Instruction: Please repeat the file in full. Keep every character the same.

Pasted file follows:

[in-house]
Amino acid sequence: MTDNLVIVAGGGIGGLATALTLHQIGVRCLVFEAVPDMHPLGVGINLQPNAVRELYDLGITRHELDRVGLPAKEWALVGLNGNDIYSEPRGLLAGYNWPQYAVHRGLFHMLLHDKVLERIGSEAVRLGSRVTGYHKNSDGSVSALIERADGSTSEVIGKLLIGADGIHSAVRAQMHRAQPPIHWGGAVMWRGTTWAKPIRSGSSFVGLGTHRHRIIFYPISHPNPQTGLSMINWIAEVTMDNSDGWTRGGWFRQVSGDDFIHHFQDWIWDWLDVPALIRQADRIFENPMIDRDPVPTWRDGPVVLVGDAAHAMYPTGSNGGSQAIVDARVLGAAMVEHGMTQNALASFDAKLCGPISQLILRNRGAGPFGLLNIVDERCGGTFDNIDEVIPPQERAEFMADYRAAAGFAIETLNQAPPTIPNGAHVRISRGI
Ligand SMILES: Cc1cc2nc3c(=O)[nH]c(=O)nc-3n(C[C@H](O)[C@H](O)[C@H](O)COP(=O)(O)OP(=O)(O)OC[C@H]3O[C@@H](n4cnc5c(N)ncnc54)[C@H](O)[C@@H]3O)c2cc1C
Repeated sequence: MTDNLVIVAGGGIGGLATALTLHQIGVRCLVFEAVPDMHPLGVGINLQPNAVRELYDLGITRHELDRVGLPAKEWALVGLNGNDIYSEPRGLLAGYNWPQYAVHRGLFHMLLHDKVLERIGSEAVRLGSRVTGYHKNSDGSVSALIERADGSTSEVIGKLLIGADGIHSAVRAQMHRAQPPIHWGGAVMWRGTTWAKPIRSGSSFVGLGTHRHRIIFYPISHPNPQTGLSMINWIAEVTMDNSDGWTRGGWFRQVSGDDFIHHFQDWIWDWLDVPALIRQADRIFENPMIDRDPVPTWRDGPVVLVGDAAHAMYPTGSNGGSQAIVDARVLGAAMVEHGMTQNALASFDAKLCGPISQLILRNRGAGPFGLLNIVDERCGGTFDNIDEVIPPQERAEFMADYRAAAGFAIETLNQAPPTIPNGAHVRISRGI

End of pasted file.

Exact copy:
[in-house]
Amino acid sequence: MTDNLVIVAGGGIGGLATALTLHQIGVRCLVFEAVPDMHPLGVGINLQPNAVRELYDLGITRHELDRVGLPAKEWALVGLNGNDIYSEPRGLLAGYNWPQYAVHRGLFHMLLHDKVLERIGSEAVRLGSRVTGYHKNSDGSVSALIERADGSTSEVIGKLLIGADGIHSAVRAQMHRAQPPIHWGGAVMWRGTTWAKPIRSGSSFVGLGTHRHRIIFYPISHPNPQTGLSMINWIAEVTMDNSDGWTRGGWFRQVSGDDFIHHFQDWIWDWLDVPALIRQADRIFENPMIDRDPVPTWRDGPVVLVGDAAHAMYPTGSNGGSQAIVDARVLGAAMVEHGMTQNALASFDAKLCGPISQLILRNRGAGPFGLLNIVDERCGGTFDNIDEVIPPQERAEFMADYRAAAGFAIETLNQAPPTIPNGAHVRISRGI
Ligand SMILES: Cc1cc2nc3c(=O)[nH]c(=O)nc-3n(C[C@H](O)[C@H](O)[C@H](O)COP(=O)(O)OP(=O)(O)OC[C@H]3O[C@@H](n4cnc5c(N)ncnc54)[C@H](O)[C@@H]3O)c2cc1C
Repeated sequence: MTDNLVIVAGGGIGGLATALTLHQIGVRCLVFEAVPDMHPLGVGINLQPNAVRELYDLGITRHELDRVGLPAKEWALVGLNGNDIYSEPRGLLAGYNWPQYAVHRGLFHMLLHDKVLERIGSEAVRLGSRVTGYHKNSDGSVSALIERADGSTSEVIGKLLIGADGIHSAVRAQMHRAQPPIHWGGAVMWRGTTWAKPIRSGSSFVGLGTHRHRIIFYPISHPNPQTGLSMINWIAEVTMDNSDGWTRGGWFRQVSGDDFIHHFQDWIWDWLDVPALIRQADRIFENPMIDRDPVPTWRDGPVVLVGDAAHAMYPTGSNGGSQAIVDARVLGAAMVEHGMTQNALASFDAKLCGPISQLILRNRGAGPFGLLNIVDERCGGTFDNIDEVIPPQERAEFMADYRAAAGFAIETLNQAPPTIPNGAHVRISRGI